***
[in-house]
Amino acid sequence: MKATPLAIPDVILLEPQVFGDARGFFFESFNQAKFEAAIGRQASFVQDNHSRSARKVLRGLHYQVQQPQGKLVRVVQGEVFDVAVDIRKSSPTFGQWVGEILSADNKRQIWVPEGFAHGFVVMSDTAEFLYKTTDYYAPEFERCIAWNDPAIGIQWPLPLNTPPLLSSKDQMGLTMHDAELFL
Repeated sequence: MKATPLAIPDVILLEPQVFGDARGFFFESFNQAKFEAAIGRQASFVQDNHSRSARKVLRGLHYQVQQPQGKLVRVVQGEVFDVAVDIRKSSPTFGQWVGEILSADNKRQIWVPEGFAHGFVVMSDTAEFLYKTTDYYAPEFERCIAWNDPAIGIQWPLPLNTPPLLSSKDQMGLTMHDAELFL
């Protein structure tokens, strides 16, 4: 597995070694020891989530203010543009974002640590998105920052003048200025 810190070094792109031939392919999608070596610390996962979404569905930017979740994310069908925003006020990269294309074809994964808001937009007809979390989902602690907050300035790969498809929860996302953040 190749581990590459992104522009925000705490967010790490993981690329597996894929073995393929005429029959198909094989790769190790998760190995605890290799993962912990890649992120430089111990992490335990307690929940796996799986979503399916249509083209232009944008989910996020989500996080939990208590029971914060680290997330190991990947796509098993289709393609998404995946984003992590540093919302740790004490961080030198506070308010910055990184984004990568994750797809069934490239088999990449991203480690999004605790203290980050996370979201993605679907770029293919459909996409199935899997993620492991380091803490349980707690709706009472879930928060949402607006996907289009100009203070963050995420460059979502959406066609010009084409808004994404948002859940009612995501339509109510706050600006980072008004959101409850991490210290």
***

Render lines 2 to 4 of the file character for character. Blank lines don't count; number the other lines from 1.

Amino acid sequence: MKATPLAIPDVILLEPQVFGDARGFFFESFNQAKFEAAIGRQASFVQDNHSRSARKVLRGLHYQVQQPQGKLVRVVQGEVFDVAVDIRKSSPTFGQWVGEILSADNKRQIWVPEGFAHGFVVMSDTAEFLYKTTDYYAPEFERCIAWNDPAIGIQWPLPLNTPPLLSSKDQMGLTMHDAELFL
Repeated sequence: MKATPLAIPDVILLEPQVFGDARGFFFESFNQAKFEAAIGRQASFVQDNHSRSARKVLRGLHYQVQQPQGKLVRVVQGEVFDVAVDIRKSSPTFGQWVGEILSADNKRQIWVPEGFAHGFVVMSDTAEFLYKTTDYYAPEFERCIAWNDPAIGIQWPLPLNTPPLLSSKDQMGLTMHDAELFL
């Protein structure tokens, strides 16, 4: 597995070694020891989530203010543009974002640590998105920052003048200025 810190070094792109031939392919999608070596610390996962979404569905930017979740994310069908925003006020990269294309074809994964808001937009007809979390989902602690907050300035790969498809929860996302953040 190749581990590459992104522009925000705490967010790490993981690329597996894929073995393929005429029959198909094989790769190790998760190995605890290799993962912990890649992120430089111990992490335990307690929940796996799986979503399916249509083209232009944008989910996020989500996080939990208590029971914060680290997330190991990947796509098993289709393609998404995946984003992590540093919302740790004490961080030198506070308010910055990184984004990568994750797809069934490239088999990449991203480690999004605790203290980050996370979201993605679907770029293919459909996409199935899997993620492991380091803490349980707690709706009472879930928060949402607006996907289009100009203070963050995420460059979502959406066609010009084409808004994404948002859940009612995501339509109510706050600006980072008004959101409850991490210290």